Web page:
“It is wonderful to do work which it is sad to sell.”
The Danish silversmith Evald Nielsen was born in Stubbekøbing on the island of Falster in the southeast of Denmark in 1879. At 14 he was apprenticed to the workshop of Aug. Fleron in Copenhagen where he learned the art of chasing and engraving, with a focus on steel and silver. He finished his training in 1900 and spent some time travelling and working in Germany, Switzerland and France. In Paris he was exposed to all the innovations in jewellery design and production and his earliest work shows the influence of contemporary German jewellery.
In 1905 Nielsen returned to Copenhagen and started his own business with the help of his old master. He devoted a huge amount of time and effort to his ventures and showed great determination and enthusiasm. He would regularly visit all the Copenhagen goldsmiths’ shops with his sample box and try to sell his jewellery. To help support himself, he also worked as an engraver for several shops. Within a few years he was successful enough to be able to buy his own workshop at which point he gave exclusive selling rights for his jewellery to a company called S. L. Jacobsen. They distributed his work in Denmark, Norway, and Sweden which called for a large production so he employed other craftsmen to help facilitate this. His focus was very much on quality of design and craftsmanship and his work soon equalled the best that Denmark had to offer with the ‘Nielsen style’ considered as being on a par with the ‘Jensen style’. His distinctive and opulent forms were applied to jewellery, flatware and hollowware, and although mimicked by contemporaries, no other workshops mastered the techniques in quite the same way. Nielsen was one of the jewellers most instrumental in spreading the Skønvirke or ‘aesthetic work’ which was Denmark’s equivalent of the Arts & Crafts style.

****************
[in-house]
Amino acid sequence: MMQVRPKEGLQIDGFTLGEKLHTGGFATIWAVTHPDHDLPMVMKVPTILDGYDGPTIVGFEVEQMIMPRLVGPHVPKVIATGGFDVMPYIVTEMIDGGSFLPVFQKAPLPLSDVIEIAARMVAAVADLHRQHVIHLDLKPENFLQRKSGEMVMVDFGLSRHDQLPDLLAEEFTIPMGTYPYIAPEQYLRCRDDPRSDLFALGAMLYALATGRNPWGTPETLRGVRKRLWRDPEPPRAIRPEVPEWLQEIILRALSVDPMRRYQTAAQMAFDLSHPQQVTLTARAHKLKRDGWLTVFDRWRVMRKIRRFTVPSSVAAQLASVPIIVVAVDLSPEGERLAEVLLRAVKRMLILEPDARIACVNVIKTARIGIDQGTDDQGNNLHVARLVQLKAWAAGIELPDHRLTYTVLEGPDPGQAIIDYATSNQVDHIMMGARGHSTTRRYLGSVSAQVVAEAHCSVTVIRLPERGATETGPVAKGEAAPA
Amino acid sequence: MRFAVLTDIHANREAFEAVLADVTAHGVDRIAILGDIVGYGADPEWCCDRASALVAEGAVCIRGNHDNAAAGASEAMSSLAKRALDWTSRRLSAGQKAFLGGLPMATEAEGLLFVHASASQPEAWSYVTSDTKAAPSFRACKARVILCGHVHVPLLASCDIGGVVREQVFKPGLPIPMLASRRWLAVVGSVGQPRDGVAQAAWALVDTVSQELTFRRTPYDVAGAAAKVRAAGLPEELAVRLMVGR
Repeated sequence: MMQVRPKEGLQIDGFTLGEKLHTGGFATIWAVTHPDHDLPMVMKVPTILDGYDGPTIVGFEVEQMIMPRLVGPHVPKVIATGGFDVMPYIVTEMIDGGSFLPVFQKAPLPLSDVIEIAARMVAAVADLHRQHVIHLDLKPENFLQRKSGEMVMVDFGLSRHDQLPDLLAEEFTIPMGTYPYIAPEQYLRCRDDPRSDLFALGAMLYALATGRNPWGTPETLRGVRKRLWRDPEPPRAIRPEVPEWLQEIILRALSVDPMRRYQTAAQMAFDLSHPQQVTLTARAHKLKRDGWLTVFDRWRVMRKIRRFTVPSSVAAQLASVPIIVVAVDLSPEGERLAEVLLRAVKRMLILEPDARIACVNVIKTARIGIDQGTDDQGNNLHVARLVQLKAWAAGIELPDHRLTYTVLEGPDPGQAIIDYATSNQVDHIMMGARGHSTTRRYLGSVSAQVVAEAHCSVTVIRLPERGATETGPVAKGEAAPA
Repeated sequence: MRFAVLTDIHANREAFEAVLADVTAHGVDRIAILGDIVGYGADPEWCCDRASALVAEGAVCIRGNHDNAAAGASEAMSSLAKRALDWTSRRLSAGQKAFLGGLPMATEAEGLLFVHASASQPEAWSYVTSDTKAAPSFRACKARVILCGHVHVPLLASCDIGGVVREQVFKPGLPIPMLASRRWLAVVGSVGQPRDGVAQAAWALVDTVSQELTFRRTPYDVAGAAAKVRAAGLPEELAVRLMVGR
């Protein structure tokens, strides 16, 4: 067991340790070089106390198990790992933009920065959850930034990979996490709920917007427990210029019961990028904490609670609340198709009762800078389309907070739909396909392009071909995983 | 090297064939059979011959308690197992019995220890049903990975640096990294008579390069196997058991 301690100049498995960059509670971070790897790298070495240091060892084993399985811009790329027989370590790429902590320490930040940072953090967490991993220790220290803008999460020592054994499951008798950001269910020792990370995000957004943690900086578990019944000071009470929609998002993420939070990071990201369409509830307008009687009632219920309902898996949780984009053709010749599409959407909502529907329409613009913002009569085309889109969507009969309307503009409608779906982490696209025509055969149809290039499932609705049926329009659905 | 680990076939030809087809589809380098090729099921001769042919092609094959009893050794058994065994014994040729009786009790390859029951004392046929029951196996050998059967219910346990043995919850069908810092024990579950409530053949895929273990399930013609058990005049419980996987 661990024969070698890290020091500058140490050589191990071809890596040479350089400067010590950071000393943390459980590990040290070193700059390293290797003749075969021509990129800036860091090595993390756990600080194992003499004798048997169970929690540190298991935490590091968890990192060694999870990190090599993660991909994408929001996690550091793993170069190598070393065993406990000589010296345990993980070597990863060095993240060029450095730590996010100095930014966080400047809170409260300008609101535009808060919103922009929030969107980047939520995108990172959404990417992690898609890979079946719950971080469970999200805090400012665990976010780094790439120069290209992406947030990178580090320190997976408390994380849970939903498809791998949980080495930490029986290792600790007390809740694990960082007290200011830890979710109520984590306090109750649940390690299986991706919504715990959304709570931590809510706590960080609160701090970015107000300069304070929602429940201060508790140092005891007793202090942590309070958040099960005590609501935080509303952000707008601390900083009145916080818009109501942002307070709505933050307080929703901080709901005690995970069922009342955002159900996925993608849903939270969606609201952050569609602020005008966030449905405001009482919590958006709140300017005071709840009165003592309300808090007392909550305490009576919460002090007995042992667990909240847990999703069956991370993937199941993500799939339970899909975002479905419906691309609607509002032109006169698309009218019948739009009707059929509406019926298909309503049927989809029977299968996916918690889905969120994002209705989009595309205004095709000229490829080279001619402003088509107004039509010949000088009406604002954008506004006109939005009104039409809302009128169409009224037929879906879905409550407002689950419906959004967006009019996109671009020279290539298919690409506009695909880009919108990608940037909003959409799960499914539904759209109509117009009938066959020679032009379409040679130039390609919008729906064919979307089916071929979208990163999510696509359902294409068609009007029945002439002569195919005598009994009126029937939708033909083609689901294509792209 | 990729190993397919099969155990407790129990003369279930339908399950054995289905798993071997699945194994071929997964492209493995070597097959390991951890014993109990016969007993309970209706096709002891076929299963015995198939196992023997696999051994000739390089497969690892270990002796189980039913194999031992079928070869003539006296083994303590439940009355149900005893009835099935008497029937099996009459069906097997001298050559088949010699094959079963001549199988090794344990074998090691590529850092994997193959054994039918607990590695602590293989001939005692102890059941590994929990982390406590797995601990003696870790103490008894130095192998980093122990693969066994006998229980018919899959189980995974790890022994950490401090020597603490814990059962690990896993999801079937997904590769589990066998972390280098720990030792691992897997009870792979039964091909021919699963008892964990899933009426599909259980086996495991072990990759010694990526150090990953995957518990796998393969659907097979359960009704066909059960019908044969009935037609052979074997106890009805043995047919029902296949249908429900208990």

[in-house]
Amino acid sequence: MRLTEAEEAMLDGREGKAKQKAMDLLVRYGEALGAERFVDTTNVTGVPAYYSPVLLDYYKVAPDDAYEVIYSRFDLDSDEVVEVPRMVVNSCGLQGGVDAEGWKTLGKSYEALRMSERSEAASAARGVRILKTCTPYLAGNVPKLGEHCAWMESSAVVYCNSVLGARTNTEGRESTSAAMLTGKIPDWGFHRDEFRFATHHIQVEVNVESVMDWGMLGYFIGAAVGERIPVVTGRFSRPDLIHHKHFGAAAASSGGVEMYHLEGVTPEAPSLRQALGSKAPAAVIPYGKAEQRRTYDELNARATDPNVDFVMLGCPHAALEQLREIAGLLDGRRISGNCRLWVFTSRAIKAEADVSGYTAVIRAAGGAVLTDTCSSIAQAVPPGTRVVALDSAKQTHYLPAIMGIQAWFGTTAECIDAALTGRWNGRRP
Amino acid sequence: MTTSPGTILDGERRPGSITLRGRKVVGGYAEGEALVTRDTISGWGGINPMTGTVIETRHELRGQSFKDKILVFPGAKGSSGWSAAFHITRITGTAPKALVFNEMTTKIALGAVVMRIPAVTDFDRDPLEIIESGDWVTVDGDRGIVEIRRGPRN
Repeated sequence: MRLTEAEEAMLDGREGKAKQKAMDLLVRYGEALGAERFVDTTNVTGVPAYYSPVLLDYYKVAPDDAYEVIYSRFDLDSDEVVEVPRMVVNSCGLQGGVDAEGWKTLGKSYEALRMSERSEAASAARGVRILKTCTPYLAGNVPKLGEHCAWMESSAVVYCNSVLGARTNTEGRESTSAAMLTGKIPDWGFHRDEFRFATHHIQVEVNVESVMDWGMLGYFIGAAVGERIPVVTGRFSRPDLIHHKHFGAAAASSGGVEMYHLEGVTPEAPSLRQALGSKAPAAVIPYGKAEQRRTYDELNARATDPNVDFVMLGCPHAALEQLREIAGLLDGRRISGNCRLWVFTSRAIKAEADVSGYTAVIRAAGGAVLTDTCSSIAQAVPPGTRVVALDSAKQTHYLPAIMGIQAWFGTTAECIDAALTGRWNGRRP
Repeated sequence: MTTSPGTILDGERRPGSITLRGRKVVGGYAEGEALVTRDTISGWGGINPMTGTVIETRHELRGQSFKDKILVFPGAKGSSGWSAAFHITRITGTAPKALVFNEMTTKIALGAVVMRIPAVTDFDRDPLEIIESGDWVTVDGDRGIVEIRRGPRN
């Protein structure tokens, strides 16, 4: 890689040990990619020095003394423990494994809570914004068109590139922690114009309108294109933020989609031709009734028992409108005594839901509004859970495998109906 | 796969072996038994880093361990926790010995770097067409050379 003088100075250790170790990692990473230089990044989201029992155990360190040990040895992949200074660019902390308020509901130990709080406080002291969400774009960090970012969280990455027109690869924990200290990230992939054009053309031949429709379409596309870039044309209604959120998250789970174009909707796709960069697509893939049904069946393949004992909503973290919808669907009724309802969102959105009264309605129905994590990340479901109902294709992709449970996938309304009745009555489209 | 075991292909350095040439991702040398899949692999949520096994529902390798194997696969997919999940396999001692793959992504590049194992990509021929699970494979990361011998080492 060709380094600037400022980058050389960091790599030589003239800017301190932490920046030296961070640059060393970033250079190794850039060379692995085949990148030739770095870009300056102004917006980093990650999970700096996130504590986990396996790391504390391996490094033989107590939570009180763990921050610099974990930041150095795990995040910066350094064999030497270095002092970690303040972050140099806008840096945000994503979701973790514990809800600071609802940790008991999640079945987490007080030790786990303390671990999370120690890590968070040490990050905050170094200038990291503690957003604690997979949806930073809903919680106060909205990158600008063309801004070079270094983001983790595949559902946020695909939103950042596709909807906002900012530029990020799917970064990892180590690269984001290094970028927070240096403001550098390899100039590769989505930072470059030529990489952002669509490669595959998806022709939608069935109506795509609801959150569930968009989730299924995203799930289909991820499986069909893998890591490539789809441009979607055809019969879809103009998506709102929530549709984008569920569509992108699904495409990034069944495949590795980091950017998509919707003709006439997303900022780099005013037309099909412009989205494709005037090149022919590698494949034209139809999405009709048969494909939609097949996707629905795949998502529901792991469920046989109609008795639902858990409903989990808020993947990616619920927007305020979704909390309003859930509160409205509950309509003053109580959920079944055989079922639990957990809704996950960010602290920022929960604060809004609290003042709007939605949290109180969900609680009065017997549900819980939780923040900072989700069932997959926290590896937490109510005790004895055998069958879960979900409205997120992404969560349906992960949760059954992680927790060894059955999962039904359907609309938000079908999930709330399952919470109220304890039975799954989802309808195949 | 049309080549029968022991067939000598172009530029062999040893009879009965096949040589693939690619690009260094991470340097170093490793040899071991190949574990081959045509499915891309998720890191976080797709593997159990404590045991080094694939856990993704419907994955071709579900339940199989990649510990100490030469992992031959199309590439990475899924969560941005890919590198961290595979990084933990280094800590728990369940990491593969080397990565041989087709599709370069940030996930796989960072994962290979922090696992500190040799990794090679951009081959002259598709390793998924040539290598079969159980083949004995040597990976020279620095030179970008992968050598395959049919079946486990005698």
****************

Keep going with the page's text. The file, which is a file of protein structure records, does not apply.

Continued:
In 1918 he helped in the planning and teaching of the first courses for gold- and silversmiths at the Danish Technological Institute. He was also appointed Master of the Goldsmith’s Guild in recognition of his dedication to his work and the importance he placed on helping and educating others; he held the position for thirty years. In 1927 Nielsen’s oldest son, Aage (1902–1986) joined his father’s firm and remained working along side him for ten years until he left to open his own silversmith’s workshop. Nielsen’s second son, Bjarne (1906–1988) completed his training as a chaser in 1929 and started working in his father’s firm.
During the 1920s and 30s Nielsen exhibited his work at several World Fairs where he was regularly awarded the ‘Grand Prix’. Nielsen died in 1958 but his work, which remains highly collectible, can be seen on display in the Victoria & Albert Museum in London and the Koldinghus Kunstmuseum and the Designmuseum in Denmark.